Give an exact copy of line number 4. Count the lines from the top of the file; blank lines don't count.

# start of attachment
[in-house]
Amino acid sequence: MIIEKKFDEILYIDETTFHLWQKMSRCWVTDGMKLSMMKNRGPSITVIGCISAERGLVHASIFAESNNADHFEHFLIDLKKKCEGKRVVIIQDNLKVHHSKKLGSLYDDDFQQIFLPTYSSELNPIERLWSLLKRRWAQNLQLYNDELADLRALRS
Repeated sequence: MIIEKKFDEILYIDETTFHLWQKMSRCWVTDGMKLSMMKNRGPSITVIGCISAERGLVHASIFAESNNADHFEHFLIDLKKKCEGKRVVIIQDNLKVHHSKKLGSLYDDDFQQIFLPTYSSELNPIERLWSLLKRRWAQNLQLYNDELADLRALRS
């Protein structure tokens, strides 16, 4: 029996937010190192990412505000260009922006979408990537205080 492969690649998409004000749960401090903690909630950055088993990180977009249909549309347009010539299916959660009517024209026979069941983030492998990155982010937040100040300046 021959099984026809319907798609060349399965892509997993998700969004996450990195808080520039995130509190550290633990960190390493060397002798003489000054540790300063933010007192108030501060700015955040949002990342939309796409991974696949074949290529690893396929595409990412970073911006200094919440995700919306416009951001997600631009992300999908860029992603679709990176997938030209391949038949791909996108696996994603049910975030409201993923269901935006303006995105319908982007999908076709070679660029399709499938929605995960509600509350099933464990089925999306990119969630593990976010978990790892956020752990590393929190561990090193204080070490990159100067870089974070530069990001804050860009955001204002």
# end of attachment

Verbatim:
């Protein structure tokens, strides 16, 4: 029996937010190192990412505000260009922006979408990537205080 492969690649998409004000749960401090903690909630950055088993990180977009249909549309347009010539299916959660009517024209026979069941983030492998990155982010937040100040300046 021959099984026809319907798609060349399965892509997993998700969004996450990195808080520039995130509190550290633990960190390493060397002798003489000054540790300063933010007192108030501060700015955040949002990342939309796409991974696949074949290529690893396929595409990412970073911006200094919440995700919306416009951001997600631009992300999908860029992603679709990176997938030209391949038949791909996108696996994603049910975030409201993923269901935006303006995105319908982007999908076709070679660029399709499938929605995960509600509350099933464990089925999306990119969630593990976010978990790892956020752990590393929190561990090193204080070490990159100067870089974070530069990001804050860009955001204002």